THIS ARTICLE IS MORE THAN FIVE YEARS OLD
This article is more than five years old. Autism research — and science in general — is constantly evolving, so older articles may contain information or theories that have been reevaluated since their original publication date.
Last month, the Centers for Disease Control and Prevention released an attention-grabbing report citing a rapid rise in autism rates, from 1 in 150 children in 2007 to 1 in 88 children today. The startling jump generated a major debate: Does it point to a true increase in prevalence, perhaps due to environmental factors, or simply reflect a growing awareness and thus diagnosis of the disorder?
The question is a complex one that will likely require more research to answer, but previous studies have shown just how profound an effect social factors can have on autism rates.
Peter Bearman’s team at Columbia University, for example, has reported that children living within 250 meters of a child diagnosed with autism are 42 percent more likely to be diagnosed with autism than the average child.
Changes to the way autism is diagnosed can also have a major effect. Bearman and others have focused in part on the state of California, where autism rates grew more than six-fold from 1987 to 2003.
His group found that more than one in four of the children with autism today would not have been diagnosed with the disorder in 1993. The change is due to changes in the diagnostic criteria for autism introduced in 1994.
And Irva Hertz-Picciotto and her collaborators at the University of California, Davis, have shown that a shift toward earlier diagnosis — from an average of 5.9 years for a child born in 1992 to 3.8 years for one born in 2000 — also accounts for some of the rise in rates in that state.
However, as Thomas Insel, director of the National Institute of Mental Health, notes in a blog about the CDC report, better awareness and detection explain only a portion of the rising rates in California.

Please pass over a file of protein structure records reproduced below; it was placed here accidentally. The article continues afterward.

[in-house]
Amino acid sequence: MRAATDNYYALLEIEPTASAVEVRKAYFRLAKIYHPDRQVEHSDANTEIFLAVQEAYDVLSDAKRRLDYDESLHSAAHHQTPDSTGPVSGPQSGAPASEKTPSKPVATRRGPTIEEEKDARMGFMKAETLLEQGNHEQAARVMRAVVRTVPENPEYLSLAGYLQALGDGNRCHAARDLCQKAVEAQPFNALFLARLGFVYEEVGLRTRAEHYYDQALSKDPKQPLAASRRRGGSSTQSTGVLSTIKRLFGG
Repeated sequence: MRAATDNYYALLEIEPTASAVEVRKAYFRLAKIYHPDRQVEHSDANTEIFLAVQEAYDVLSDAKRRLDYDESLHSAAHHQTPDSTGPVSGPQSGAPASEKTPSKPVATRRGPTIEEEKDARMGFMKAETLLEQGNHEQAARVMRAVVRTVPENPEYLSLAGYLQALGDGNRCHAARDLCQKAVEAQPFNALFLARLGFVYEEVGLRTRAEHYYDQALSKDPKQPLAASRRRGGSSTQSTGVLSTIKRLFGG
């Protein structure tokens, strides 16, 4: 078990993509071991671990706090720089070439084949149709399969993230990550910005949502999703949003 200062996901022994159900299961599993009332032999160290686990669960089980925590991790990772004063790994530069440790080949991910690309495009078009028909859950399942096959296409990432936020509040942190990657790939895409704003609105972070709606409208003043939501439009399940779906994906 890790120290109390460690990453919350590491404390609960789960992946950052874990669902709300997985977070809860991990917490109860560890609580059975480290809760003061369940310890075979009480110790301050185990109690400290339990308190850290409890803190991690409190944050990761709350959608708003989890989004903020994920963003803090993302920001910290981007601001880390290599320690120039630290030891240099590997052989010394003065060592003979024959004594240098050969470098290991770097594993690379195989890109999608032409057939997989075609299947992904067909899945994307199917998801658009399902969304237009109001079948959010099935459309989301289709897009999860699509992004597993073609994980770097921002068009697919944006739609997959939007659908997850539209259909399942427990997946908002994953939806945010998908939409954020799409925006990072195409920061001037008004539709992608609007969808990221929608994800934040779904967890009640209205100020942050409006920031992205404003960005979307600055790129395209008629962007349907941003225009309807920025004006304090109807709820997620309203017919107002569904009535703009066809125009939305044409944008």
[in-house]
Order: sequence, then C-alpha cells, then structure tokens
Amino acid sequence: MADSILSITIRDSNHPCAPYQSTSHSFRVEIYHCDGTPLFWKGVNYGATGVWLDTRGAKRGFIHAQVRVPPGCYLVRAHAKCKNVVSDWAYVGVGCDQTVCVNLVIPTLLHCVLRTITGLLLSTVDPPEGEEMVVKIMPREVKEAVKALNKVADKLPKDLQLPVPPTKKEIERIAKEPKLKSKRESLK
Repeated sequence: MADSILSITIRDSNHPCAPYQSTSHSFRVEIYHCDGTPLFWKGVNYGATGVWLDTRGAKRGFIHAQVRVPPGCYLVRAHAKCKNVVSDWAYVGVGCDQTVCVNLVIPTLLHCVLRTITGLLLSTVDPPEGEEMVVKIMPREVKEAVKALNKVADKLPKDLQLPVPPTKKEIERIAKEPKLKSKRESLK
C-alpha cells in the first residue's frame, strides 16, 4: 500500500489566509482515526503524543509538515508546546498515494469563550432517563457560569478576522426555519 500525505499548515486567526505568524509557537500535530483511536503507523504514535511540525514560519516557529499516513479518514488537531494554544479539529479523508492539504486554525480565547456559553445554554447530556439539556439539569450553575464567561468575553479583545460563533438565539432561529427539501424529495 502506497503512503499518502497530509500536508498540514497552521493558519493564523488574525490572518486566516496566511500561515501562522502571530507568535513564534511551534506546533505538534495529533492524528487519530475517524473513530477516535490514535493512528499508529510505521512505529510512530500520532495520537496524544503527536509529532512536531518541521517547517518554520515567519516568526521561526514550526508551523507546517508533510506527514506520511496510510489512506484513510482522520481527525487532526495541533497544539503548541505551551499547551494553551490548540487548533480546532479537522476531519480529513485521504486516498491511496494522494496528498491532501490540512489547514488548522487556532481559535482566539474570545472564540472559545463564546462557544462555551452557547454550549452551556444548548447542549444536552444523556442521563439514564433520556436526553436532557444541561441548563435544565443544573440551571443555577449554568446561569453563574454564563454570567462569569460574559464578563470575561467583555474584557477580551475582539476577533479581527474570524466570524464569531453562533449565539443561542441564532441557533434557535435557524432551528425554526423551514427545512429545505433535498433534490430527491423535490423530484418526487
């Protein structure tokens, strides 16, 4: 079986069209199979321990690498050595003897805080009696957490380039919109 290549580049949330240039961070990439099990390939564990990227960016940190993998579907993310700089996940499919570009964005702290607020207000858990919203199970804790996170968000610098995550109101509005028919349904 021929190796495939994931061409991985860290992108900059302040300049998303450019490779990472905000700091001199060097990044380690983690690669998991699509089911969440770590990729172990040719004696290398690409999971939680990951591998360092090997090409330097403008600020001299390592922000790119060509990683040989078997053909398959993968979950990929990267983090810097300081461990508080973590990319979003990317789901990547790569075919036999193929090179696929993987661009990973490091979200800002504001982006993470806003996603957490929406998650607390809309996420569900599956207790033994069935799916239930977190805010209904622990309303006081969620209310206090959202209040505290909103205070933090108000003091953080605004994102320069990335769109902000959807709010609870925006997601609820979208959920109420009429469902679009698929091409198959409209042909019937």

One way to try to sort out the influence of environmental versus social factors is to look at what shape the rising rates take, and then look for potential variables that follow the same pattern.
For example, Bearman’s group found that the likelihood that a child would be diagnosed with autism rose for each subsequent year of birth: Those born in 2003 have 16.6 times the odds of an autism diagnosis compared with those born in 1992. The effect was roughly linear and most pronounced in those with high-functioning autism.
Bearman points out that any theories explaining the growing prevalence would need to fit that linear rise, as well as the skew towards higher-functioning individuals.
According to the researchers, growing social awareness is one such candidate, but environmental factors are not. As noted in a recent SFARI.org piece on Bearman’s findings:
On the other hand, environmental factors fit poorly with the data. For environmental factors to explain the change in prevalence, they would have to increase incrementally over that time period, which would increase the number of diagnoses across all ages.
Determining what’s driving the change in rates will be important in figuring out where to direct research and intervention efforts.
As Insel notes:
If there is an increase in the number affected, then we need to find the causal factors to bend the curve. Analogous increases in food allergies, asthma, and Type 1 diabetes have provoked an aggressive search for environmental causes. If the number of children with [autism spectrum disorders] has not changed, but we are diagnosing and serving 12-fold more of them over the past two decades, then we need to focus on better diagnosis and treatments rather than looking for new environmental factors driving the precipitous increase.
“Science can resolve this dilemma,” Insel also writes. “But the methods to examine this question as well as the answers will be complex.”